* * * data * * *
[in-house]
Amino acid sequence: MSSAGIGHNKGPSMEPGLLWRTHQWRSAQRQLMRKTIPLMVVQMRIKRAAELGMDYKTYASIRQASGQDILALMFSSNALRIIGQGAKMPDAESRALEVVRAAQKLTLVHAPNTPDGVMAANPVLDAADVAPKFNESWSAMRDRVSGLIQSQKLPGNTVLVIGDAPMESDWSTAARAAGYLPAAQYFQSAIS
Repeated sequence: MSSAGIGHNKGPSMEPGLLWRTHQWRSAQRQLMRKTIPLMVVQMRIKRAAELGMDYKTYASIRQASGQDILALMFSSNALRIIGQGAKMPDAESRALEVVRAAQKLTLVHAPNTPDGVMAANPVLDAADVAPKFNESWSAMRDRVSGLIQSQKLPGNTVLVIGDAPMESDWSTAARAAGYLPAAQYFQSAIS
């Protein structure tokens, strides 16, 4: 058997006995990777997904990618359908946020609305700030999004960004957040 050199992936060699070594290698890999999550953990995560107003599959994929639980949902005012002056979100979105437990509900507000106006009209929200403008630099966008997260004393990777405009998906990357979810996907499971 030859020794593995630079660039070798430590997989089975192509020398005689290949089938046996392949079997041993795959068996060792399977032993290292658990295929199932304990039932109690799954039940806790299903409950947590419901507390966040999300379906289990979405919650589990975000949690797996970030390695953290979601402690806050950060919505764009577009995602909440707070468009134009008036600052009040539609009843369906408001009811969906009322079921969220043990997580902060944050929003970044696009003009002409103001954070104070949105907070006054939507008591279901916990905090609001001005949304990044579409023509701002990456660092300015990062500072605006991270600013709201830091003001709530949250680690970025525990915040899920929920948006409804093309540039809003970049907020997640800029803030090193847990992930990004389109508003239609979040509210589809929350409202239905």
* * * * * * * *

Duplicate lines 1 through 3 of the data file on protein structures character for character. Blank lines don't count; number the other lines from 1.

[in-house]
Amino acid sequence: MSSAGIGHNKGPSMEPGLLWRTHQWRSAQRQLMRKTIPLMVVQMRIKRAAELGMDYKTYASIRQASGQDILALMFSSNALRIIGQGAKMPDAESRALEVVRAAQKLTLVHAPNTPDGVMAANPVLDAADVAPKFNESWSAMRDRVSGLIQSQKLPGNTVLVIGDAPMESDWSTAARAAGYLPAAQYFQSAIS
Repeated sequence: MSSAGIGHNKGPSMEPGLLWRTHQWRSAQRQLMRKTIPLMVVQMRIKRAAELGMDYKTYASIRQASGQDILALMFSSNALRIIGQGAKMPDAESRALEVVRAAQKLTLVHAPNTPDGVMAANPVLDAADVAPKFNESWSAMRDRVSGLIQSQKLPGNTVLVIGDAPMESDWSTAARAAGYLPAAQYFQSAIS